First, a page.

Rahul Vasudev, MediaCom’s head of digital, Asia-Pacific, says the developments are pushing agencies to work with startups. “It’s imperative for us to work with startups and be open to new ways of working; we collaborate together across the entire digital spectrum,” he says. “The biggest challenge we face working with startups is their inability to scale quickly across markets. As soon as we find a startup which we consider impactful, our intention is to scale it across clients and markets, but many of these companies are limited by monetary and regulatory issues.”
So what is the blueprint for the future? The jury is split. The newest marketers, such as Unruly, say traditional agencies that ignore the need for third-party tools may have difficulty winning bids. But from the client’s perspective, the traditional model is far from obsolete.
“There’s still a big role for our traditional agencies,” says Unilever’s Welde. “The technology startup companies bring new technology, but they still need a strong creative expression and application to land these new engagement tools in a way that consumers will embrace.”
Startups are challenging the traditional and dominant marketing companies. However, we predict a collaborative approach rather than a competitive one as agencies and new marketing tech companies start working together.
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BIG IDEAS What tech startups can teach agencies
Working with startups gives marketers a breath of fresh air. They get access to hundreds of ideas. Participants come from more diverse backgrounds than typical agency folks, so ideas are more disruptive.
Also, typical product or campaign development projects can take months, while our community can deliver results in just a few weeks. This speed and agility is something that larger organisations with layers of bureaucracy and more traditional innovation processes cannot match. When time to market is critical this is an undeniable competitive advantage.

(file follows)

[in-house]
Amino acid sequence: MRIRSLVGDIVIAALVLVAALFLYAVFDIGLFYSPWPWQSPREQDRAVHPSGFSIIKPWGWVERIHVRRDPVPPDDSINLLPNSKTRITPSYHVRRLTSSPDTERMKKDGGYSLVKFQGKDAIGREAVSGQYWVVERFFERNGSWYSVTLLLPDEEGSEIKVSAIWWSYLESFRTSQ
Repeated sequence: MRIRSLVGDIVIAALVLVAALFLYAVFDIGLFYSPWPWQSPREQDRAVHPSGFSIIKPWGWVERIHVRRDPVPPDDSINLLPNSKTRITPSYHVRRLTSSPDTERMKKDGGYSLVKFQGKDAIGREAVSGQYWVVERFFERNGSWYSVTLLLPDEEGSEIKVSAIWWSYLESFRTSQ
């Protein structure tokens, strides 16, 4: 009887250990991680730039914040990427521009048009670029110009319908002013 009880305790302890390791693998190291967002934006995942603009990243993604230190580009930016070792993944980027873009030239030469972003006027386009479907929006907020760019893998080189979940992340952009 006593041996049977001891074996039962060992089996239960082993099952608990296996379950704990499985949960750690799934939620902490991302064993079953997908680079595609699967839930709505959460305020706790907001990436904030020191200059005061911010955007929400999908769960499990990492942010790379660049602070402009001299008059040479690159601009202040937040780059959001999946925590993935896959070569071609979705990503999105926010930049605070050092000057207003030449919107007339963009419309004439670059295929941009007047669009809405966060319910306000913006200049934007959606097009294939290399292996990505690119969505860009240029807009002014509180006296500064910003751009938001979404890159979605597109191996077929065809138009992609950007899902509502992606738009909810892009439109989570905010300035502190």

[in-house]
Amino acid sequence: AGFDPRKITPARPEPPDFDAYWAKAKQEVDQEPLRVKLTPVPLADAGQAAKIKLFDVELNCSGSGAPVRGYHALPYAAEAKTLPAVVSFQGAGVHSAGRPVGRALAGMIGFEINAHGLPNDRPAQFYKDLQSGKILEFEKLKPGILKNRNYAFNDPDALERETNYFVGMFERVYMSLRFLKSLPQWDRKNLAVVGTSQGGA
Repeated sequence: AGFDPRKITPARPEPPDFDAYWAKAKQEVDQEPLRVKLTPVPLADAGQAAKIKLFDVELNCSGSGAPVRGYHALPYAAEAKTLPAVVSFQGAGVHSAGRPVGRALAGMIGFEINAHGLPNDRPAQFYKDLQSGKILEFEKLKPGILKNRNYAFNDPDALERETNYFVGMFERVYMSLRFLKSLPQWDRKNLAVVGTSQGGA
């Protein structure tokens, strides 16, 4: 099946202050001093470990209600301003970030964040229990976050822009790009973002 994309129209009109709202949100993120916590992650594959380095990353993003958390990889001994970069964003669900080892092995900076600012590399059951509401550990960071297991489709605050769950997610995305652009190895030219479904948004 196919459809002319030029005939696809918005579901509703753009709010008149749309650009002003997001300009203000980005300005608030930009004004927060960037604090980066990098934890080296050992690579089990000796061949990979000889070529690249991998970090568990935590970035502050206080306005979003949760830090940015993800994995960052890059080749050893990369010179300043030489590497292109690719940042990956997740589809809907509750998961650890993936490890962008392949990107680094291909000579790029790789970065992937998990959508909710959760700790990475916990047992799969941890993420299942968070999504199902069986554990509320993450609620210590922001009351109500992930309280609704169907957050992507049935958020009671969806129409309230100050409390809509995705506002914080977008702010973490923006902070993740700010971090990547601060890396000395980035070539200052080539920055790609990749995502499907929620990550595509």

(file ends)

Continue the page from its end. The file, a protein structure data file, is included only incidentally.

Most of our clients are marketers. They are operating in mega-organisations handling billion-dollar brands, where risk-taking is neither encouraged nor rewarded. So they rely on proven, tested formulas delivered by a small number of carefully vetted partners such as creative agencies. Unsurprisingly, they have now run out of fresh ideas to break through the clutter.
While I’ve seen a definite trend towards investing in innovation through collaborating with startups, it is fair to say that most tech startups still get stuck in the 10 per cent budget pocket, under the guise of piloting and learning.
The biggest challenge for any tech startup in this industry is to cross the chasm and shift from being seen as ‘play money’ to mainstream.
Joel Cere is global director of insights and innovation solutions at eYeka
CASE STUDY Gamified branding makes an impact
Since January, Unilever has been running campaigns on Singapore-based adtech startup, PlayTMN’s ‘InStore Touch Screen Network’ for its brands, which include Dove, Toni&Guy, Sunsilk, Vaseline and Lifebuoy.
So far, the campaigns have gained over 1 million engagements and generated over 16,000 hours of active consumer time, on 200 screens at health and beauty stores in Singapore. At the time of writing, the campaigns running in Fairprice grocery stores were active in six locations and had chalked up as much as 2,000 engagements at a single store in a day.
“We provide a unique media space,” says Julian Corbett, co-founder and chief executive of playTMN. “What is brilliant about gamified branding is that it engages the brain in a completely different manner to that of just seeing an ad.”
Their newest campaign for Unilever involves the ‘Dove Nourishing Oil Care Nutri-Oil Serum’. According to Corbett, “this one allows the consumer to play the ‘Frizz-Free 360’ game on playTMN and virtually experience how the product works in real-life.”